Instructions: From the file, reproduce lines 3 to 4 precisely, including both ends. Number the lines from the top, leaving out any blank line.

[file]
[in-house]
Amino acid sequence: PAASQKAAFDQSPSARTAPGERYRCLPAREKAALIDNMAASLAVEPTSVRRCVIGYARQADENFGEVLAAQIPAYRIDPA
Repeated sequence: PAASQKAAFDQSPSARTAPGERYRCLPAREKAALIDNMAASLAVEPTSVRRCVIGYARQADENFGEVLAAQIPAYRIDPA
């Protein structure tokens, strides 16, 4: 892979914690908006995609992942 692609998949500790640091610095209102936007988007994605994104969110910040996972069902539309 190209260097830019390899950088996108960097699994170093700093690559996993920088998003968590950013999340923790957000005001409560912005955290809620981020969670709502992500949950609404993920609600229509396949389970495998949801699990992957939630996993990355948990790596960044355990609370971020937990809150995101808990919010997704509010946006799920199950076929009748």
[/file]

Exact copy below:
Repeated sequence: PAASQKAAFDQSPSARTAPGERYRCLPAREKAALIDNMAASLAVEPTSVRRCVIGYARQADENFGEVLAAQIPAYRIDPA
């Protein structure tokens, strides 16, 4: 892979914690908006995609992942 692609998949500790640091610095209102936007988007994605994104969110910040996972069902539309 190209260097830019390899950088996108960097699994170093700093690559996993920088998003968590950013999340923790957000005001409560912005955290809620981020969670709502992500949950609404993920609600229509396949389970495998949801699990992957939630996993990355948990790596960044355990609370971020937990809150995101808990919010997704509010946006799920199950076929009748």